Introduction Top


Androgen excess is one of the most common endocrine disorders of reproductive-aged women, affecting approximately 7% of this population.[1] Cutaneous manifestations of androgen excess include hirsutism, seborrhea, acne, and androgenetic alopecia in addition to other accompanying surrogate markers such as acanthosis nigricans, obesity, striae, pelvic mass, features of Cushing's disease, and virilization.[2] Orfanos et al. described the combination of seborrhea, acne, hirsutism on the face, trunk, and the extremities and androgenetic alopecia of the scalp as a distinct polyendocrinopathy, the seborrhea, acne, hirsutism, and alopecia (SAHA) syndrome.[3]

Hyperandrogenism in women occurs from increased production of androgens, which maybe adrenal or ovarian in origin. The ovarian causes being common are polycystic ovarian syndrome (PCOS) and ovarian tumors. Adrenal causes include Cushing's syndrome, androgen-producing tumors, and congenital adrenal hyperplasia, most commonly due to 21-hydroxylase deficiency. The less common causes include hyperandrogenic-insulin-resistant-acanthosis nigricans (HAIRAN) syndrome, hyperprolactinemia, and androgenic drugs. About 20% of the patients may present with idiopathic hirsutism (IH) with normal androgen levels and ovarian function. The cause of increased hair in these women is thought to be related to disorders in peripheral androgen activity.[4]

There is a paucity of scientific literature on the prevalence of different hyperandrogenic endocrinological disorders which have dermatological manifestations, especially more so in the Indian subcontinent. Hence, 100 women patients presenting with clinical manifestations of hyperandrogenism were studied for associated endocrinological abnormalities and relative prevalence of underlying etiolopathological subsets of hyperandrogenism.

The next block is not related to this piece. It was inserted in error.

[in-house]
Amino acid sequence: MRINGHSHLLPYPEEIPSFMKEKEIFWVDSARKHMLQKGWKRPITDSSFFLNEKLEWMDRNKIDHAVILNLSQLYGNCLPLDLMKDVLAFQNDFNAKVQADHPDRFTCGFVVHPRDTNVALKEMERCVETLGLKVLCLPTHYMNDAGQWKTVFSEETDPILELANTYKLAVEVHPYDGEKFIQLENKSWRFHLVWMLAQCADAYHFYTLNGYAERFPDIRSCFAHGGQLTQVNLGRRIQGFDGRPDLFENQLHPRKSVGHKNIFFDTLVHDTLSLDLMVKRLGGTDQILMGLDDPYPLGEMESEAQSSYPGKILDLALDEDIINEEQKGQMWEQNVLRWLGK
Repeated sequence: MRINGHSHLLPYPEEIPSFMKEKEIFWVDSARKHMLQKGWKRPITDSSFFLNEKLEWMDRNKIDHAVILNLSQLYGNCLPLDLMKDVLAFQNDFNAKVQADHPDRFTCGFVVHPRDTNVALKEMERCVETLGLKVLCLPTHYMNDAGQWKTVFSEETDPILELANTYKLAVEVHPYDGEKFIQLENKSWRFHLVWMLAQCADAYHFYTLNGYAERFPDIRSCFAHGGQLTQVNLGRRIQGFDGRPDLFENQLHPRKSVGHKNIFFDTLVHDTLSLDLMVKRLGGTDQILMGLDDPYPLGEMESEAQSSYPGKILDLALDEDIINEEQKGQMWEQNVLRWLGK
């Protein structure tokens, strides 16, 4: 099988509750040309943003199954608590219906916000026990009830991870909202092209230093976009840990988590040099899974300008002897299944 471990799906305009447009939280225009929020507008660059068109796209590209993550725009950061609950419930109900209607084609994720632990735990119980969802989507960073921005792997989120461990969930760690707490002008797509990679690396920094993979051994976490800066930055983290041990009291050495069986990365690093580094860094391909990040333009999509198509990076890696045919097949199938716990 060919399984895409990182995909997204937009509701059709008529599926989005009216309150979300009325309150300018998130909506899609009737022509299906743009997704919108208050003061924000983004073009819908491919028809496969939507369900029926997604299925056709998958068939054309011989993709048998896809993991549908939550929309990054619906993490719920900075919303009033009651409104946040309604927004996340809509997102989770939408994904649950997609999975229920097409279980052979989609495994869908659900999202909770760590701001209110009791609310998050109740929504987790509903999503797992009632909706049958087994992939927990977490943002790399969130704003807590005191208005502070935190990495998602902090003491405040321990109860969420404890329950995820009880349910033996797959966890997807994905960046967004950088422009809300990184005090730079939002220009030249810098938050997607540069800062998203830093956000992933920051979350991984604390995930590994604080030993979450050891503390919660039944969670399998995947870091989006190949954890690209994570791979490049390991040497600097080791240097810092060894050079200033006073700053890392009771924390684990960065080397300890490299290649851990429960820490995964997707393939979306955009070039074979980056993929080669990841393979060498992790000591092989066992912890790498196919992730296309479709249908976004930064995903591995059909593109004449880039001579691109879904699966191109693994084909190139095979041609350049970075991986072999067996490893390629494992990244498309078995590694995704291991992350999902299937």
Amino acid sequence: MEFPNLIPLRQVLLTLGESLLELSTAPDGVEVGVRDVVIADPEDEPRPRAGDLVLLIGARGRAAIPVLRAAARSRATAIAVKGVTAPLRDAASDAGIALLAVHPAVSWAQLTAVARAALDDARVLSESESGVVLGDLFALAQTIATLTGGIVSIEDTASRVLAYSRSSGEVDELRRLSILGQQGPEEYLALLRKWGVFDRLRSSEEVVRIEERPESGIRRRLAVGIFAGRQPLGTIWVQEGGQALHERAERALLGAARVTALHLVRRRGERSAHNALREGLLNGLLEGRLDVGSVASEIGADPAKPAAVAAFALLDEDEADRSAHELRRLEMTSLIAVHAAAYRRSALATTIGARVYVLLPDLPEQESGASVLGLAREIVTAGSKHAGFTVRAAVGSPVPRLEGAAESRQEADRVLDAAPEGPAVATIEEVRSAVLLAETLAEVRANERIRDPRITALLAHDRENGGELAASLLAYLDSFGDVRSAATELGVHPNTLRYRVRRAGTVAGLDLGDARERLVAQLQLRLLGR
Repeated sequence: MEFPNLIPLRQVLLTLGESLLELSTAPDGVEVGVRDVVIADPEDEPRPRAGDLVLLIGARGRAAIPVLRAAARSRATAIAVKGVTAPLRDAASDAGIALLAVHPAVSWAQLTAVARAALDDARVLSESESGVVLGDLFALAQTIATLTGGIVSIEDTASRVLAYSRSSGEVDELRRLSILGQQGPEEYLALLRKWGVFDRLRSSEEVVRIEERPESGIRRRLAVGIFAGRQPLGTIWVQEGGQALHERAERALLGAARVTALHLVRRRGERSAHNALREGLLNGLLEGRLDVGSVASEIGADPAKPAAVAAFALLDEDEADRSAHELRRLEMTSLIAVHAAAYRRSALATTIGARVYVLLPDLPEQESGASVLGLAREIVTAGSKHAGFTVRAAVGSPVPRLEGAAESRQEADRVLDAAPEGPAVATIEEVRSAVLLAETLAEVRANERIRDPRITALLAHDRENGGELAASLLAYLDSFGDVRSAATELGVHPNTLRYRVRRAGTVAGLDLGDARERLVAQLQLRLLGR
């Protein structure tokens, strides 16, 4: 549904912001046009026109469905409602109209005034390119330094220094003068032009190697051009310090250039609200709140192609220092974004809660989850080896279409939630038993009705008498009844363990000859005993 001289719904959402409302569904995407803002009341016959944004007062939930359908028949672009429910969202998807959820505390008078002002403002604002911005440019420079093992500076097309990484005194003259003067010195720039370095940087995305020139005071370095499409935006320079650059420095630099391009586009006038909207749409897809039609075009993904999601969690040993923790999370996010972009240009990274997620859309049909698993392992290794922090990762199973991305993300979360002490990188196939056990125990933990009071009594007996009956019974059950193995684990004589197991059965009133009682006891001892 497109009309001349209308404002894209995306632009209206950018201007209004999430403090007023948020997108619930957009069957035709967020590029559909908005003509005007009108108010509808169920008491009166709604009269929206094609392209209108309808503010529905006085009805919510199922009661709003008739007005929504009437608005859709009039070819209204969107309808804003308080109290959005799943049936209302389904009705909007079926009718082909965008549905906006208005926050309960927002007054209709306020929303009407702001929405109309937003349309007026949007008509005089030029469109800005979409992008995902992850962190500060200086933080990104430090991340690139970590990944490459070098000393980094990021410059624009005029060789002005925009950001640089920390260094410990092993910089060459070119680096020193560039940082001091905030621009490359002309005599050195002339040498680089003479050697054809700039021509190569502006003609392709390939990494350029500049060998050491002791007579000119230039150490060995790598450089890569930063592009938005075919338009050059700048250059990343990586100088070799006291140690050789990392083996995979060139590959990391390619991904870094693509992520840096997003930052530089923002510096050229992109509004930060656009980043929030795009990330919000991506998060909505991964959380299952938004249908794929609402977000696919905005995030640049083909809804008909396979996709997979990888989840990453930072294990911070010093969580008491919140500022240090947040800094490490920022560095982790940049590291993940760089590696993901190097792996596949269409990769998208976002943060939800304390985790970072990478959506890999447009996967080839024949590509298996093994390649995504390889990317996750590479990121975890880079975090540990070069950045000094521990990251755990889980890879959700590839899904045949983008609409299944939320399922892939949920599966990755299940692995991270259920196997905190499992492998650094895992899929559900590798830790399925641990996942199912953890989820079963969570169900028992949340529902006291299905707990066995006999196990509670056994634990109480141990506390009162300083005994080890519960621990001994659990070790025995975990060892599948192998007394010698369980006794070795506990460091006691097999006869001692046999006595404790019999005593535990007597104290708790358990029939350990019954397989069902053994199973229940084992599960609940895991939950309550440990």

Materials and Methods Top


One hundred women patients of reproductive age (14–45 years) attending dermatology outpatient clinics as well as referral cases from obstetrics and gynecology outpatient clinics and endocrinology outpatient clinics were studied over a period from July 2018 to December 2018. Patients evaluated included those presenting with excess hair growth, seborrhea, acne, alopecia, and menstrual disturbances in form of oligo/amenorrhea or with frank virilization. Prepubertal girls, postmenopausal women, pregnant women, and women with chronic liver or renal disease were excluded from the study. The sample size was calculated keeping the prevalence of the disorder in the general population of 5%–10% and accepting 95% confidence intervals for results.

Each patient underwent a detailed history, including presenting complaints, onset, sites of involvement, progression, and reproductive history (menarche, parity). Menstrual history was elicited to record irregularities in the form of oligomenorrhea (>35 days cycle length), polymenorrhea (<26 days cycle length), amenorrhea, and infertility. These patients were considered oligo/anovulatory.[1],[5] A history was taken for recent weight gain, change in voice, treatment with drugs known to cause hirsutism, iatrogenic hypertrichosis, seborrhea, acne, and alopecia. Relevant family history of hirsutism, diabetes mellitus, and thyroid disease was also elicited.